Although PCOS has a breadth of potentially distressing symptoms, there’s a strong case to suggest period abnormalities can affect emotional wellbeing more than anything else. One study – which established women with PCOS may have significantly higher levels of psychological distress than the general population – claims the main source of mental health problems in the PCOS community stems from period problems, namely having irregular cycles.iv
What can you do to treat irregular periods?
Fortunately, there are several treatments and management tools available for period irregularities. Firstly, it’s wise to speak to a healthcare professional if you have consistent rather than occasional period problems, such as heavy or painful periods, periods that last more than seven days, or infrequent or too-frequent periods.
While the contraceptive pill isn’t a cure, health professionals will often prescribe it to women with PCOS as a first-line of defence – alongside lifestyle changes – to improve menstrual cycle irregularities. Although birth control triggers an ‘artificial’ period, crucially, this bleed keeps many physiological functions working, such as supporting bone health.
Beyond medical interventions, lifestyle and behavioural changes can also have a sizeable impact on managing PCOS and balancing your menstrual cycle. For starters, exercising excessively is notorious for compromising ovulation. If you suspect this to be the case, try toning down your workout schedule, especially intense cardiovascular activity, and prioritising relaxation-based movement, such as yin yoga or Tai chi.
Chronic stress is also known to impair regular ovulation. Having a bank of stress-fighting hacks in your arsenal could make a big difference to your cycle. Journaling, meditation, or vigorously ‘shaking’ off your adrenaline may help combat stress in moments of need. Make a conscious effort to relax daily; find what works for you.
Being overweight can lead to issues with ovulation, too. Problematically, PCOS can make weight gain likely and weight loss difficult. But empirical evidence purports losing even a small amount of weight can support the reduction of symptoms, including issues with ovulationv. Learn more about how to lose weight with PCOS and maintain your motivation. Exercising in a healthy, balanced way can further support weight loss, regulate your menstrual cycle, and improve many other PCOS symptoms.
On the other hand, if you’ve suddenly lost a lot of weight, your periods may become infrequent or cease altogether. Reverting to a healthy, normal weight may be the only measure you have to take to restore your cycle.
Alongside this, aim to eat a balanced, nourishing diet – one that’s abundant in low GI fruit, vegetables, healthy fats, and gut-friendly foods (learn more about happy-hormone foods). Creating a bespoke supplement plan is another helpful weapon to support regular ovulation, with a particular emphasis on vitamin B6, folic acid, magnesium and myo inositol. Read more about the best supplements for PCOS here.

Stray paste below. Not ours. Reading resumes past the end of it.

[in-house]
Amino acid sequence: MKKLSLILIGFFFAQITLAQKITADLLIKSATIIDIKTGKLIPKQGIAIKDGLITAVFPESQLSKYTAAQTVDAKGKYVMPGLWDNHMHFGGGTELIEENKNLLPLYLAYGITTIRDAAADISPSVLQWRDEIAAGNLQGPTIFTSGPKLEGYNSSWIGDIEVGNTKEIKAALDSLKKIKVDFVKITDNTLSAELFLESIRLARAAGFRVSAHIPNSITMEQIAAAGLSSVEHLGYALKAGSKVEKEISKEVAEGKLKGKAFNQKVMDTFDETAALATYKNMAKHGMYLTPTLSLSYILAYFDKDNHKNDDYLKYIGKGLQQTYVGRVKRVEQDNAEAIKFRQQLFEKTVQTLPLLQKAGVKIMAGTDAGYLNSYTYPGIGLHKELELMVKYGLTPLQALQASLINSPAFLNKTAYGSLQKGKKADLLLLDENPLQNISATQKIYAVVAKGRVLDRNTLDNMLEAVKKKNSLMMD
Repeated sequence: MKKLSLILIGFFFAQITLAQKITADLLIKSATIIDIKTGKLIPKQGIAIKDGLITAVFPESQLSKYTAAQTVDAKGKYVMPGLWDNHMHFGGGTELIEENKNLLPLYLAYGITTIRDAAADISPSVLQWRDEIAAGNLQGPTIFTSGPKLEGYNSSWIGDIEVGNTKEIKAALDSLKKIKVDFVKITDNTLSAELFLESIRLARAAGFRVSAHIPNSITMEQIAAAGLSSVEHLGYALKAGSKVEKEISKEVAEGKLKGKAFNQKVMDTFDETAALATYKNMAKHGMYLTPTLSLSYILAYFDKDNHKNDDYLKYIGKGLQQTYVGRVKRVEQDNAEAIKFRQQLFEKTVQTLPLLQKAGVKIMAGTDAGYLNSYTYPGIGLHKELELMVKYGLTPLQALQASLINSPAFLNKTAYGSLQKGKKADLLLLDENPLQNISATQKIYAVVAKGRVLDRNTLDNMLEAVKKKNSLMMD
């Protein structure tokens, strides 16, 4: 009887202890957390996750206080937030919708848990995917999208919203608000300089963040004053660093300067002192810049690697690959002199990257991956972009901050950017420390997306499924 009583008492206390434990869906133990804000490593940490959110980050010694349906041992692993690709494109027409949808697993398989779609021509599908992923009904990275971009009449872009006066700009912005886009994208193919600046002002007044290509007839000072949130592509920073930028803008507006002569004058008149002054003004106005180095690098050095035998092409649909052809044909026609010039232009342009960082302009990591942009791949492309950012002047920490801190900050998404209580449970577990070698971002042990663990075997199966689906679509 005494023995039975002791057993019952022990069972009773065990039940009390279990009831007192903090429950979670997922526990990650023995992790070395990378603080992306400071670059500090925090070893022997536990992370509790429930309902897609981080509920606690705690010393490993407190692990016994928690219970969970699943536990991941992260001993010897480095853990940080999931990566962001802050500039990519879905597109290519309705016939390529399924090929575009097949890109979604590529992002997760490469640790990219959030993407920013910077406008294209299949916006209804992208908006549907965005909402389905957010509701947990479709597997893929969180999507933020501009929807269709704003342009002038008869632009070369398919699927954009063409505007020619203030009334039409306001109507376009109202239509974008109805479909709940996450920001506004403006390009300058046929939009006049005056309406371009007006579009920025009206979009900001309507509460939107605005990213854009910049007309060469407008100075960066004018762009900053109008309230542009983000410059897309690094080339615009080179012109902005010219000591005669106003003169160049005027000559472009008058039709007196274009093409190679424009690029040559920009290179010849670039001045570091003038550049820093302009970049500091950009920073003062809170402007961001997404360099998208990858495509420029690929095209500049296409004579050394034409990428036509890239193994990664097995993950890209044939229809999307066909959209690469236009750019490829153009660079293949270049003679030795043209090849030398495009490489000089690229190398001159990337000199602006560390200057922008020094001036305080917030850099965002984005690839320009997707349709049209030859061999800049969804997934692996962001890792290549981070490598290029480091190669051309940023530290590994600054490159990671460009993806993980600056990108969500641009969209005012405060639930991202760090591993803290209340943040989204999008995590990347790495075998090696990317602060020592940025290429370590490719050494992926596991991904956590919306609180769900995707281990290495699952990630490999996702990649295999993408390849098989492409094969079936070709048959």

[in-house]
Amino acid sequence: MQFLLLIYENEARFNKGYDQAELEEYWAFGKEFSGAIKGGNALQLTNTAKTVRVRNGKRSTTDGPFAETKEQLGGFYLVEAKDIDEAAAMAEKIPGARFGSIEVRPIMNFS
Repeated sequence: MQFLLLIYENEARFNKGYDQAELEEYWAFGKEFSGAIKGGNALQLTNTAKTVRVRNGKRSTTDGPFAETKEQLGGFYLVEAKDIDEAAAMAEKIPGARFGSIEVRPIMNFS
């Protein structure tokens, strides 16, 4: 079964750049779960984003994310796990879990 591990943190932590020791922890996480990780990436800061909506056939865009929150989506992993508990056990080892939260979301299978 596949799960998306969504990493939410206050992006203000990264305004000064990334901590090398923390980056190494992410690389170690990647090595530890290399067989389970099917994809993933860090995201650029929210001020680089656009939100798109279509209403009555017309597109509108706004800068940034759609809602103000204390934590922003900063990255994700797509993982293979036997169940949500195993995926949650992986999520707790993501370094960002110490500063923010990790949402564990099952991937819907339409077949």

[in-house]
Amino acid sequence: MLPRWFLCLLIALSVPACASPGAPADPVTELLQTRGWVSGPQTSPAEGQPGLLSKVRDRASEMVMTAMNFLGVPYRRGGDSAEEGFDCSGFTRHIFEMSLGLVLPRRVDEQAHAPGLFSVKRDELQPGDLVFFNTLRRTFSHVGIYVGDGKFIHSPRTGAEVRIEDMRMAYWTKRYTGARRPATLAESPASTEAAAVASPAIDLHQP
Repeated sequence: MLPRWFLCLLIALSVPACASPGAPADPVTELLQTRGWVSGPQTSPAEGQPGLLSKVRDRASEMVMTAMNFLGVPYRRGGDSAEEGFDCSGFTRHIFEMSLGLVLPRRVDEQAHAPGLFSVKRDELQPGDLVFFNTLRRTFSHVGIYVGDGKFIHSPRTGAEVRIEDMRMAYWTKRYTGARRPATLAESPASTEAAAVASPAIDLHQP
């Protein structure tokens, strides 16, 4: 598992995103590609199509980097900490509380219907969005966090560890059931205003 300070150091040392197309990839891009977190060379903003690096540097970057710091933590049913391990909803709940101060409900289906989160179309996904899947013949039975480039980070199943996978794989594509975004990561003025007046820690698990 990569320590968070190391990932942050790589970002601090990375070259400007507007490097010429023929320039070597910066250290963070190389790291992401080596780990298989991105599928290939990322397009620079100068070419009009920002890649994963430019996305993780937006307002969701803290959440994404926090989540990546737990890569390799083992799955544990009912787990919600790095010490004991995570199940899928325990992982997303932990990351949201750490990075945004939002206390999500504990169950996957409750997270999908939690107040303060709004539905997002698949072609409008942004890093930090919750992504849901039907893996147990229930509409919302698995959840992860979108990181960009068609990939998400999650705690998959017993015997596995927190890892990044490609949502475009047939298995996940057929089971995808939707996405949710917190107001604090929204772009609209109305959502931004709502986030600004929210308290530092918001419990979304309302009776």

Lastly, some medications can interfere with the menstrual cycle. With this in mind, you may want to have a chat with your GP to establish if any regular medication could affect ovulation. A word of caution: never stop taking prescribed medicine without speaking to your doctor first.
PCOS and regular periods
Lastly, it’s important to note that irregular periods can be explained by other factors besides PCOS. Abnormalities may be triggered by an underlying medical condition, like an underactive thyroid. In addition to this, PCOS doesn’t always lead to irregular periods. Not all women with PCOS will exhibit the full spectrum of symptoms, and each symptom can range from mild to severe. For some, PCOS will manifest in acne, excessive hair growth and weight gain – not menstrual issues.
To learn more about your condition and tips for managing symptoms, explore the rest of our PCOS hub.
AAFP Clinical Evidence Handbook: Dysmenorrhoea. Available online: https://www.aafp.org/afp/2012/0215/p386.html
McCook, J.G., et al. (Jul 2015). Differential Contributions of Polycystic Ovary Syndrome (PCOS) Manifestations to Psychological Symptoms. J Behav Health Serv Res. 42(3):383-94. doi: 10.1007/s11414-013-9382-7. Available online: https://www.ncbi.nlm.nih.gov/pubmed/24390359
Pasquali, R., et al. (1989). Clinical and hormonal characteristics of obese amenorrheic hyperandrogenic women before and after weight loss. J J Clin Endocrinol Metab. 68(1): 173-9.
Disclaimer: The information presented by Nature's Best is for informational purposes only. It is based on scientific studies (human, animal, or in vitro), clinical experience, or traditional usage as cited in each article. The results reported may not necessarily occur in all individuals. Self-treatment is not recommended for life-threatening conditions that require medical treatment under a doctor's care. For many of the conditions discussed, treatment with prescription or over the counter medication is also available. Consult your doctor, practitioner, and/or pharmacist for any health problem and before using any supplements or before making any changes in prescribed medications.
Olivia Salter has always been an avid health nut. After graduating from the University of Bristol, she began working for a nutritional consultancy where she discovered her passion for all things wellness-related. There, she executed much of the company’s content marketing strategy and found her niche in health writing, publishing articles in Women’s Health, Mind Body Green, Thrive and Psychologies.